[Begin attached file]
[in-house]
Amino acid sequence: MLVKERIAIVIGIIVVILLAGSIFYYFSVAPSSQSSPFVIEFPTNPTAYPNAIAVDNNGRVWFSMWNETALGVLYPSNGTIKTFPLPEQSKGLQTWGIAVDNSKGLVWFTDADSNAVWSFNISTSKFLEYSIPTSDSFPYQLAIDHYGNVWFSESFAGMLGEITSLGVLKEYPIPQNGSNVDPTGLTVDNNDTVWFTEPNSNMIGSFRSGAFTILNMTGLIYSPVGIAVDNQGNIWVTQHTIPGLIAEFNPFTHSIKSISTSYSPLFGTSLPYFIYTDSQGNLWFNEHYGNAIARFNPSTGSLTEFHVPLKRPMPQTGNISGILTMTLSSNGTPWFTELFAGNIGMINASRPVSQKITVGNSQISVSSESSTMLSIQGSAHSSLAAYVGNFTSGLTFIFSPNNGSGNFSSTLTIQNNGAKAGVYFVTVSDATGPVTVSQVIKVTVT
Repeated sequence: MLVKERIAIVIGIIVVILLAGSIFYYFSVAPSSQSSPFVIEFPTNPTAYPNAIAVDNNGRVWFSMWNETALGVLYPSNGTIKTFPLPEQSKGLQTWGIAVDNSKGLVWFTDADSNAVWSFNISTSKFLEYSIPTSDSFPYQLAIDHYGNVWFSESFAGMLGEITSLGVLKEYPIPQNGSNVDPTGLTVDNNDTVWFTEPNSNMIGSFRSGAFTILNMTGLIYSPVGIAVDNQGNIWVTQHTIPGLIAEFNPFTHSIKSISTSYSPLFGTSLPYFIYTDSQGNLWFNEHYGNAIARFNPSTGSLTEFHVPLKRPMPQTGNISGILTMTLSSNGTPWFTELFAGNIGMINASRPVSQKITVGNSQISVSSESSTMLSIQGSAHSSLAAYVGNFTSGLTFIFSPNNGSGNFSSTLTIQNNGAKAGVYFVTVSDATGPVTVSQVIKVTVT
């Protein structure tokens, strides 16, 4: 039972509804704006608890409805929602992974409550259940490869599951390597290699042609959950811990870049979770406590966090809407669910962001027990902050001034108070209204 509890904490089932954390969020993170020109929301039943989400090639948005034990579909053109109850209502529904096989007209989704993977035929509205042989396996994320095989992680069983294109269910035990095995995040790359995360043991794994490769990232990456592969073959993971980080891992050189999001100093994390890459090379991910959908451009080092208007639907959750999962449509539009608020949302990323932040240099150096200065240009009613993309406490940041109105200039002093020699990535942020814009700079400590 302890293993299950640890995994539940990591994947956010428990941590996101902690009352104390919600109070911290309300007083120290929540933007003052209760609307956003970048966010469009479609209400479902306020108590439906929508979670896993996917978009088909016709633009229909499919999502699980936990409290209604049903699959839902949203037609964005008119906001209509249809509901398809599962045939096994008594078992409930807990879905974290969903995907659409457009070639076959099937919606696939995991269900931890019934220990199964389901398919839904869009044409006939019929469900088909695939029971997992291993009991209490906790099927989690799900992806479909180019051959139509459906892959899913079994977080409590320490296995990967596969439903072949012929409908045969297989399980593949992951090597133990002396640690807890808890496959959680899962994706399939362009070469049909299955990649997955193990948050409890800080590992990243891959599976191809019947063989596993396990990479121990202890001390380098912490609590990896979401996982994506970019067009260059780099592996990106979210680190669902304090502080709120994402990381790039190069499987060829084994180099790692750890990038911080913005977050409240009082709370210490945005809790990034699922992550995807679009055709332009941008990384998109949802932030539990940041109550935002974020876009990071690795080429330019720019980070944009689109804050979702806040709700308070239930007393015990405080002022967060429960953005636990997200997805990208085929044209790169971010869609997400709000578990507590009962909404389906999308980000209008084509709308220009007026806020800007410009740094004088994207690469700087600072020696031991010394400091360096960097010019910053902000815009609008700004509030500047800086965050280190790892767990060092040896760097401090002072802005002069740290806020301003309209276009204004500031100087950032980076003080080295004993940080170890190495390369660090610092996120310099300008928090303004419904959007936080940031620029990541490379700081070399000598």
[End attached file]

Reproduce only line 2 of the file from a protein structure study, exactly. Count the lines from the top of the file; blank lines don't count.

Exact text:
Amino acid sequence: MLVKERIAIVIGIIVVILLAGSIFYYFSVAPSSQSSPFVIEFPTNPTAYPNAIAVDNNGRVWFSMWNETALGVLYPSNGTIKTFPLPEQSKGLQTWGIAVDNSKGLVWFTDADSNAVWSFNISTSKFLEYSIPTSDSFPYQLAIDHYGNVWFSESFAGMLGEITSLGVLKEYPIPQNGSNVDPTGLTVDNNDTVWFTEPNSNMIGSFRSGAFTILNMTGLIYSPVGIAVDNQGNIWVTQHTIPGLIAEFNPFTHSIKSISTSYSPLFGTSLPYFIYTDSQGNLWFNEHYGNAIARFNPSTGSLTEFHVPLKRPMPQTGNISGILTMTLSSNGTPWFTELFAGNIGMINASRPVSQKITVGNSQISVSSESSTMLSIQGSAHSSLAAYVGNFTSGLTFIFSPNNGSGNFSSTLTIQNNGAKAGVYFVTVSDATGPVTVSQVIKVTVT